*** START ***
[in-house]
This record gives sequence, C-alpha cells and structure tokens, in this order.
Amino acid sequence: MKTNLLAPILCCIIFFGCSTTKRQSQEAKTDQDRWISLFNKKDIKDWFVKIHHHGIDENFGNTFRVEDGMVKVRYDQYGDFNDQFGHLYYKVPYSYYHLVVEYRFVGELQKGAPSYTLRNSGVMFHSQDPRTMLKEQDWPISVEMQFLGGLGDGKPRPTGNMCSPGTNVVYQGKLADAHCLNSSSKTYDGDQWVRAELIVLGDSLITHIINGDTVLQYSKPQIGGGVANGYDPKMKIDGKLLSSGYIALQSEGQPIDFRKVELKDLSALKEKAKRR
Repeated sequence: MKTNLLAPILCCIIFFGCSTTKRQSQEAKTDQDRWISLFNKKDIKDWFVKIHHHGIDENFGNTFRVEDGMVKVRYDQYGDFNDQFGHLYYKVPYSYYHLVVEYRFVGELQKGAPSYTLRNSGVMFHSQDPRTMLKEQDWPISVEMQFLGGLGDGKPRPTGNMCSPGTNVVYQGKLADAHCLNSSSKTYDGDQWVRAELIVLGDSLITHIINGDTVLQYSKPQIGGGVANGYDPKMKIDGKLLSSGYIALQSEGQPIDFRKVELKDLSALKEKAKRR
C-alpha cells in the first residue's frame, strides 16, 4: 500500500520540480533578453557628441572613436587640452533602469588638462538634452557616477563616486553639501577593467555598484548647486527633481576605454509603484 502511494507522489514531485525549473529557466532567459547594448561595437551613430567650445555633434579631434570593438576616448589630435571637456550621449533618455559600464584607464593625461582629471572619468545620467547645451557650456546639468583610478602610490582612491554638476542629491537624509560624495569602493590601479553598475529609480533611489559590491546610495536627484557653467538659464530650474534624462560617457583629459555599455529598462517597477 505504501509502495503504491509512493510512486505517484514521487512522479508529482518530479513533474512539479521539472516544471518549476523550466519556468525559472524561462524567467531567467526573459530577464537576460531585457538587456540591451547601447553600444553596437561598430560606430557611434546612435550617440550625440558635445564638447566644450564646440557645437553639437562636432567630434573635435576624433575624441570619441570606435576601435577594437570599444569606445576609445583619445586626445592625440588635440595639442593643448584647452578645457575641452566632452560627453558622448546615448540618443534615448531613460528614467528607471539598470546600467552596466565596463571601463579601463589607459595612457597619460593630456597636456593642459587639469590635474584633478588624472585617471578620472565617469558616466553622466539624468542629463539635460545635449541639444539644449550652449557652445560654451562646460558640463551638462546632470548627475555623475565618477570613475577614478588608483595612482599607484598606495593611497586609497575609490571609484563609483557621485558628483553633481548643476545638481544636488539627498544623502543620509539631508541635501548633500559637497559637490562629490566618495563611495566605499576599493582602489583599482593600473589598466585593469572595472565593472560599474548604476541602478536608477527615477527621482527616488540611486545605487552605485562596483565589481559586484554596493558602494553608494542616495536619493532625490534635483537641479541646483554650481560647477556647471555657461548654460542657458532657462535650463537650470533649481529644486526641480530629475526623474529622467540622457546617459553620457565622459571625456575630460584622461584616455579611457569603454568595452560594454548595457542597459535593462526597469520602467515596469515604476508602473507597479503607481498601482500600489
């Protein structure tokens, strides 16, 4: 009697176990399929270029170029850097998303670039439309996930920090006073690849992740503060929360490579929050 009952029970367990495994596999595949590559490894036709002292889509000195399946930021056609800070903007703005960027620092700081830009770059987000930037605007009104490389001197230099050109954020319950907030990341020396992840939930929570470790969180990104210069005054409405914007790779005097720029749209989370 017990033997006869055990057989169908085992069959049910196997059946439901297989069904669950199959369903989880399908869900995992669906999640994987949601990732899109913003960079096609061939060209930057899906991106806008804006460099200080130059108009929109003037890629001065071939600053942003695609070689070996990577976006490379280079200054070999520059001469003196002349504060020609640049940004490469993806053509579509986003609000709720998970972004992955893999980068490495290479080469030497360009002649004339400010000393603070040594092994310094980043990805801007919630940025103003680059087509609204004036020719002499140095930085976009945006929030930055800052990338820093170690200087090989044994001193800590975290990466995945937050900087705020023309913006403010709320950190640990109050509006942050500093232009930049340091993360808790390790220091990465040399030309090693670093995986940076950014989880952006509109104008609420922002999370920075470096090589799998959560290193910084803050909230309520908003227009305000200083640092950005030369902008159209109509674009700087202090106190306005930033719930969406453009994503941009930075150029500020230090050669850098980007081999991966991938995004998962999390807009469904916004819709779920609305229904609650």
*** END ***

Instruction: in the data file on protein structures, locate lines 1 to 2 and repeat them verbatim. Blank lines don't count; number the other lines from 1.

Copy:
[in-house]
This record gives sequence, C-alpha cells and structure tokens, in this order.